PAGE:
Composition Reading Bank: Limited Access

An Open Educational Resource for Composition Courses

What does “Limited Access” mean? This tab contains links to texts from websites that implement monthly article viewing limits. Because the viewing limits may make it difficult for instructors and students to reliably be able to use these texts over time, we did not include them in the main tabs of the Composition Reading Bank. The initial link provided connects users to the original publication site.  However, we recommend that Columbus State instructors and students use the internal library database link that has been provided at the end of the entry. When accessed through the databases, there is no viewing limit on the articles. The thematic tab the article would normally be listed in is also included after the title of the text. We encourage users outside of Columbus State to look for links to these articles in their own institution’s library databases as well; to that end, we provided information at the end of the ntry about the database we used to find the articles. 

To make the texts easier to read, use Reader View. More information is located on the Overview – Start Here tab.

Special Note about Nexis Uni texts    +

Nexis Uni articles appear to have been copied and pasted from their original source with the result that a lot of formatting changed or was missing. The punctuation and formatting of most the articles seems to have been mostly manually fixed (small issues exist, such as hyphens being used for dashes, and missing italics for publications, etc.). However, some of the articles did not receive these edits, and so have significant spacing as well as punctuation issues (especially missing quotation marks, dashes, apostrophes, italics, and added strange letters sometimes to replace these). Occasionally other odd formatting will be present, such as the addition of words not in the original, as in the first sentence of Bowden’s article “Dumb Kids’ Class.” Teachers should decide how to approach this issue and convey that decision to their students: whether to have students quote from the Nexis Uni articles, mistakes and all, for example, or whether to have them try to use the original versions to get the punctuation and spacing correct (though at a certain point, they will be locked out and will not be able to do this anymore). Nexis Uni has been made aware of the issue.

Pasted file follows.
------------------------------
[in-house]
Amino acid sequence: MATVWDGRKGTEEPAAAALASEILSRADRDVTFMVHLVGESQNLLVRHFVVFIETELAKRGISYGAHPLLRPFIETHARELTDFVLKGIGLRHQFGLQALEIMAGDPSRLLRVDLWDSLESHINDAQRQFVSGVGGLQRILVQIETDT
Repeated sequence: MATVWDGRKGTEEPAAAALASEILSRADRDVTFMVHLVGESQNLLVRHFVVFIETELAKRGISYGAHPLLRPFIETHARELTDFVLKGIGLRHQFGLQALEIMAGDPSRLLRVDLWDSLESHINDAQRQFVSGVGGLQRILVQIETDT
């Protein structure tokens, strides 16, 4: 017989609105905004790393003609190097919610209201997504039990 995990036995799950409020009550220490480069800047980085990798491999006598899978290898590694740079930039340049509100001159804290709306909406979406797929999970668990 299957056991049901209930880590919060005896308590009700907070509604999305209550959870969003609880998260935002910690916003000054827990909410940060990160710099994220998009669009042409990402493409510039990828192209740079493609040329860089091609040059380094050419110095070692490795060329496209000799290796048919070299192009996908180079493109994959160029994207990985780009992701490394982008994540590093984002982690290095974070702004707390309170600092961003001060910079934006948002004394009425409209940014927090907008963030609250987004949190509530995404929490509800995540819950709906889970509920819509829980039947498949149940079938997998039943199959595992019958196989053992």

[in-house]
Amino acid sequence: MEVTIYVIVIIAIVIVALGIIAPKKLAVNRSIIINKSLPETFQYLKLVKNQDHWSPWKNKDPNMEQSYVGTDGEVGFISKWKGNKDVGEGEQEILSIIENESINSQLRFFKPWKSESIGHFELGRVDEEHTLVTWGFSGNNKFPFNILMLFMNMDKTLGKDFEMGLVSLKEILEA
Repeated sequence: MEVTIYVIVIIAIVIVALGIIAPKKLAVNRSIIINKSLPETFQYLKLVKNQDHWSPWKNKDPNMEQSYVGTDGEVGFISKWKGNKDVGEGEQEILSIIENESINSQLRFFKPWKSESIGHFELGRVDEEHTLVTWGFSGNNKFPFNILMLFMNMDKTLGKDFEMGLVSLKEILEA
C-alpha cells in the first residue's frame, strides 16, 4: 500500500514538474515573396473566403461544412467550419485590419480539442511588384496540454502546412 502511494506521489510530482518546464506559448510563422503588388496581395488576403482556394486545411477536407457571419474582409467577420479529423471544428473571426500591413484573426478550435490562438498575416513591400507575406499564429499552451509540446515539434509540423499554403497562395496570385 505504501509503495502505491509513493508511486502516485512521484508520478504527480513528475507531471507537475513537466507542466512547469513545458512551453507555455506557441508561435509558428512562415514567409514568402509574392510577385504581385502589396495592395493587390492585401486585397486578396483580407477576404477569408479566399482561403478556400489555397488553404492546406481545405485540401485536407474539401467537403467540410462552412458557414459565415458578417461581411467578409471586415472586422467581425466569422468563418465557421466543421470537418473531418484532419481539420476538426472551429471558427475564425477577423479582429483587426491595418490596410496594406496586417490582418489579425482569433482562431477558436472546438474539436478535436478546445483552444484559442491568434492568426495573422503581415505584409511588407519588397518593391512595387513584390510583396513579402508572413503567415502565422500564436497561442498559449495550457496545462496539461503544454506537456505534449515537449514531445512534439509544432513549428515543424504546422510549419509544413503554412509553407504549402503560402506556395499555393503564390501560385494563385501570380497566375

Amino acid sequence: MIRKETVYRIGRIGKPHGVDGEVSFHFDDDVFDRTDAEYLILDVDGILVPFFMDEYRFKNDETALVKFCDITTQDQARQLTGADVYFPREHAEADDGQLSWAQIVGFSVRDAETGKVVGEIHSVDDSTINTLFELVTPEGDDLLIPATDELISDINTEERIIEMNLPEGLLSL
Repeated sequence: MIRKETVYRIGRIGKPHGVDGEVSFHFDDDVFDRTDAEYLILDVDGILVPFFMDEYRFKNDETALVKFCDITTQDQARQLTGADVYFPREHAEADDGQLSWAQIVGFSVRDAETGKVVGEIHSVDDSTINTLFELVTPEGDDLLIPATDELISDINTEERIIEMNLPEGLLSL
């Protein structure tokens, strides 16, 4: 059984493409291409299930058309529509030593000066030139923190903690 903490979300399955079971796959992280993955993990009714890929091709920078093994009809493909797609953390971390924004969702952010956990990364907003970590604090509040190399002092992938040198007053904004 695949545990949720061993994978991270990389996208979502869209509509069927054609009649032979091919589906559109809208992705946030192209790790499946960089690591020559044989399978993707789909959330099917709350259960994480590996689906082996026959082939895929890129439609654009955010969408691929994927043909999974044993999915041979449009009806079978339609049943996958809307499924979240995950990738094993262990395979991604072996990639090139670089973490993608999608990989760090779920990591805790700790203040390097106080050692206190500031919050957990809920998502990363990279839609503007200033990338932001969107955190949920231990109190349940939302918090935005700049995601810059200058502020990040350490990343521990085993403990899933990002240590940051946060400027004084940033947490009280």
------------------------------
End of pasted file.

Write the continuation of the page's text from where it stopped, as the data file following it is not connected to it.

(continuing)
Alfasi, Kawther. "The Loneliness of Early Parenthood" (Identity)  infoAs a mother to a young child, Alfasi explores the social isolation and loneliness new parents often face. Alfasi considers research suggesting that new parents often experience "estrangement" upon having children, specifically in relation to their friends and social circles and discusses several causes and impacts. Alfasi claims that while this estrangement may be unavoidable, if new parents and their friends are willing to adapt, accommodate, and negotiate, the loneliness of early parenthood can be temporary and transient. (First- and Third-Person Perspective; Expository) Link for CSCC users (to Nexis Uni database)

Beck, Julie. "Facebook: Where Friendships Go to Never Quite Die" (Media & Technology)  infoBeck's work explores the "vestigial" friendships that happen on Facebook: those that are remnants of the past that the site keeps alive. They are weak social connections that would have otherwise simply faded out of users' lives. (Second- and Third-Person Perspective; Expository; Persuasive) Link for CSCC users (to Nexis Uni database)

Beck, Julie. "How Friendships Change in Adulthood" (Identity)  infoBeck analyzes the role of friendships in happiness and traces the development of friendships through adult life. (First-, Second-, and Third Person Perspective; Expository) Link for CSCC users (to Nexis Uni database)

Beck, Julie. "It's 10 p.m. Do You Know Where Your Friends Are?" (Media & Technology)  infoBeck explores the different facets of constant location sharing through various apps and "geosocial" services. Beck discusses different perspectives on how sharing locations impacts relationships, including topics such as safety, connection, bonding, intimacy, dishonesty, abuse, loss of privacy, and surveillance. Beck suggests we need to think critically about location sharing as a means of interconnectedness that should be based on mutual trust. (Third-Person Perspective; Expository) Link for CSCC users (to Nexis Uni database)